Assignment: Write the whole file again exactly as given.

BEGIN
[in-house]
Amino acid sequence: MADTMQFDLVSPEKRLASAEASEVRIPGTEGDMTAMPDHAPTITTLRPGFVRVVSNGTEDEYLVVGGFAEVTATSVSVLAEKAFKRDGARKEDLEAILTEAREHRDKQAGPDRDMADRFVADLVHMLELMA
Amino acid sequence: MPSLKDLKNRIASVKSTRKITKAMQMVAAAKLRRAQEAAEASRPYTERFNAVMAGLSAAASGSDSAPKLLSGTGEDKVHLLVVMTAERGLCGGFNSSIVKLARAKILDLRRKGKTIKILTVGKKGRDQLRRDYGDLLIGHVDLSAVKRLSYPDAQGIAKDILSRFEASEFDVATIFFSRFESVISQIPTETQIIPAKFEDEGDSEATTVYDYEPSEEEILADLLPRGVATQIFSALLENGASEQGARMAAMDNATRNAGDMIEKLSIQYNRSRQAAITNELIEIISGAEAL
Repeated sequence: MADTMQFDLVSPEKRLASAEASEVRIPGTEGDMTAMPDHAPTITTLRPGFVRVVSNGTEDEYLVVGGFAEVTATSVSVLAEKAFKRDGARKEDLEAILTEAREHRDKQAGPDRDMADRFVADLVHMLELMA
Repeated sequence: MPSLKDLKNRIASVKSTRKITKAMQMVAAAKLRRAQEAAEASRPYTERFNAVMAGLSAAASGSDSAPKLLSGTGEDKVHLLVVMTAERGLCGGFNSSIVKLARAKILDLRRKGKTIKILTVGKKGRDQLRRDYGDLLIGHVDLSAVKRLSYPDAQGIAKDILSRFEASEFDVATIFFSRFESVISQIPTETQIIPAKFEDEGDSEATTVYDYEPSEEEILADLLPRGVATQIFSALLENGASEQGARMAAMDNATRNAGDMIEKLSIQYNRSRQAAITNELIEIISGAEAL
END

[in-house]
Amino acid sequence: MADTMQFDLVSPEKRLASAEASEVRIPGTEGDMTAMPDHAPTITTLRPGFVRVVSNGTEDEYLVVGGFAEVTATSVSVLAEKAFKRDGARKEDLEAILTEAREHRDKQAGPDRDMADRFVADLVHMLELMA
Amino acid sequence: MPSLKDLKNRIASVKSTRKITKAMQMVAAAKLRRAQEAAEASRPYTERFNAVMAGLSAAASGSDSAPKLLSGTGEDKVHLLVVMTAERGLCGGFNSSIVKLARAKILDLRRKGKTIKILTVGKKGRDQLRRDYGDLLIGHVDLSAVKRLSYPDAQGIAKDILSRFEASEFDVATIFFSRFESVISQIPTETQIIPAKFEDEGDSEATTVYDYEPSEEEILADLLPRGVATQIFSALLENGASEQGARMAAMDNATRNAGDMIEKLSIQYNRSRQAAITNELIEIISGAEAL
Repeated sequence: MADTMQFDLVSPEKRLASAEASEVRIPGTEGDMTAMPDHAPTITTLRPGFVRVVSNGTEDEYLVVGGFAEVTATSVSVLAEKAFKRDGARKEDLEAILTEAREHRDKQAGPDRDMADRFVADLVHMLELMA
Repeated sequence: MPSLKDLKNRIASVKSTRKITKAMQMVAAAKLRRAQEAAEASRPYTERFNAVMAGLSAAASGSDSAPKLLSGTGEDKVHLLVVMTAERGLCGGFNSSIVKLARAKILDLRRKGKTIKILTVGKKGRDQLRRDYGDLLIGHVDLSAVKRLSYPDAQGIAKDILSRFEASEFDVATIFFSRFESVISQIPTETQIIPAKFEDEGDSEATTVYDYEPSEEEILADLLPRGVATQIFSALLENGASEQGARMAAMDNATRNAGDMIEKLSIQYNRSRQAAITNELIEIISGAEAL